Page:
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At 3:34 p.m. on March 31, Steve Barry, a general manager at Rock Bottom Restaurant and Brewery in Centennial, was fired via email. He had worked there for 18 years, but in one click, found himself jobless and without health insurance for his wife and three children.
Barry was one of nearly 18,000 employees at 261 restaurants across the United States terminated by Craftworks Holdings, Inc., which owns Rock Bottom, Old Chicago, the ChopHouse, and several other craft beer-forward restaurant brands. (Disclosure: I was an Old Chicago employee from 2006 to 2011.) The terminations came after Broomfield-born Craftworks filed for Chapter 11 bankruptcy protection in early March, furloughing its employees during the week of March 16 after governors around the country, including Colorado’s Jared Polis, announced mandated dine-in restaurant closures. According to Barry and three other former Craftworks employees, on March 31, the company sent an email to all staff stating that employees were being moved from furlough to termination and that health insurance benefits would end, effective immediately.
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Barry, who lives in Parker, was able to get his three children signed up for Medicaid, but he and his wife will not have their own health insurance until May 1. He was able to file for unemployment benefits but is eager to find out if and when the Rock Bottom restaurant he managed will reopen, as he hasn’t received any communication from Craftworks since the termination email. Barry is also worried about his 55 employees. “I feel like I failed them, but there’s nothing I can do. I’m in the same boat they are,” he says. “I just want my team back.”
Craftworks chief experience officer Josh Kerns cites the difficulty of simultaneously being in Chapter 11 bankruptcy proceedings and facing the COVID-19 pandemic, which forced the company to move all employees from furlough to termination. According to Kerns, because every state has unique rules about collecting unemployment, particularly for furloughed workers, terminating the staff ensured that those individuals would be immediately eligible for unemployment benefits.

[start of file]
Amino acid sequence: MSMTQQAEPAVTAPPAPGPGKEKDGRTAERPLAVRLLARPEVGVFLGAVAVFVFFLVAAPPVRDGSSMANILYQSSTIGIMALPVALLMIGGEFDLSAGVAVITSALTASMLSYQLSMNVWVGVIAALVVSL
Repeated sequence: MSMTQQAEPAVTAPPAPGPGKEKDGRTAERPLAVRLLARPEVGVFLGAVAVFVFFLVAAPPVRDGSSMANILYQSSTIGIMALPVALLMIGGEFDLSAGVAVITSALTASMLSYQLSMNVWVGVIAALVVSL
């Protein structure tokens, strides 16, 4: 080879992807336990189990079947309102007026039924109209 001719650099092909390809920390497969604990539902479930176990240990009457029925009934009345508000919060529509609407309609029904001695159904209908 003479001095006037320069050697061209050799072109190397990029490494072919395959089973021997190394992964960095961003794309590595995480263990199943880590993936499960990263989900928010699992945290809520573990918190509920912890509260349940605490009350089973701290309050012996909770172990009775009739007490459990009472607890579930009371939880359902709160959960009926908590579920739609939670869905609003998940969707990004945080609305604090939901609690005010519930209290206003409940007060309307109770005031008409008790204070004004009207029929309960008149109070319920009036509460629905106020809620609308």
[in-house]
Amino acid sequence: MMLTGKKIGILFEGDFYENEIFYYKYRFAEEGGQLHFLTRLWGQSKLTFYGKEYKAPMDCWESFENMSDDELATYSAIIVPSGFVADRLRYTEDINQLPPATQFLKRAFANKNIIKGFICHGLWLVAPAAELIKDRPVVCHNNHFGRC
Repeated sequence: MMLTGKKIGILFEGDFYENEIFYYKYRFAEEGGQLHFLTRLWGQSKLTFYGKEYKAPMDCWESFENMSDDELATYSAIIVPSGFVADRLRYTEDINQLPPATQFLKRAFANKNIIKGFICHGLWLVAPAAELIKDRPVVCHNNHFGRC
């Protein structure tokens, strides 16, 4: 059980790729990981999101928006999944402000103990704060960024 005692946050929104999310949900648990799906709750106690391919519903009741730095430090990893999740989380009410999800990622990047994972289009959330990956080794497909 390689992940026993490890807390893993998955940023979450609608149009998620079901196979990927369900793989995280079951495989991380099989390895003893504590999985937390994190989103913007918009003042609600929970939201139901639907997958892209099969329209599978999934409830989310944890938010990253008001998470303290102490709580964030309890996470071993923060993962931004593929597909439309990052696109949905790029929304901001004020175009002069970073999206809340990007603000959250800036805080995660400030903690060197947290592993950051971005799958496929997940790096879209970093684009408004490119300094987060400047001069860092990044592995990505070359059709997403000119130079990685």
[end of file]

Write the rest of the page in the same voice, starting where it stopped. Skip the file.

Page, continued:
“We readily acknowledged that it was a tough decision, and people have every right to be angry and upset,” Kerns says. “We hope that people will come back and work for us. We could not be the brand that we are without the people inside of our restaurants.”
In partnership with debt holder and investor Fortress Investor Group, Craftworks plans to “unshrinkwrap” select restaurants in waves over the next few weeks. Last Friday, the company reopened three local Old Chicago locations—in Thornton, Aurora, and Fort Collins—for pick-up and delivery service, along with two more outposts in Kansas, staffing skeleton crews of 10 to 15 people. Craftworks plans to reopen a few more locations this weekend.
While Kerns says that only “a couple or so” of the company’s Old Chicago restaurants will close permanently, Craftwork is confident that the ChopHouse locations in Denver and Boulder and Colorado Rock Bottom restaurants will reopen, though not until dine-in service is allowed.
Even if the Old Chicago restaurant on Grant Street in Thornton reopens, Ashley Mastros isn’t sure she’ll return to her job. Mastros worked as a server and bartender there for 12 years, but she hasn’t been contacted by Craftworks since her termination. “When you put so much time in a company, [an email] is definitely not how you want to find out you’re going out,” she says. “It’s a little disheartening that me and my coworkers haven’t had anyone reach out to us.”
Kerns says that Craftworks hasn’t been in communication with employees because it doesn’t have their personal email addresses on file, though the termination letter sent on March 31 went to both email accounts associated with the company and personal email addresses.
Mastros, a mother of two children who also attends community college full time, is grateful for unemployment benefits but unsure about the future. “I’ve thought a lot about it and if Old Chicago does reopen and offers me my job back, I don’t know if I want to work for a company like that any longer,” she says. “We’ll just wait and see what the restaurant field looks like when this is all over. There was still a lot of good that outweighed the bad at that restaurant; I worked with my four best friends every day. That’s what Old Chicago gave me: another family.”
Kerns says that when each Craftworks restaurant is green-lit to reopen, the company will activate managers and have them contact employees. All staff will have to reapply for their jobs “to get back into the system,” but they will not have to go through an interview process. Until then, all Mastros, Barry, and other former Craftworks employees can do is wait.
“I don’t think I’m alone in saying that the only reason I was there was the people I worked with,” Barry says. “We had very little turnover at our restaurant—it was modeled that way. I think that’s how a lot of the stores were.”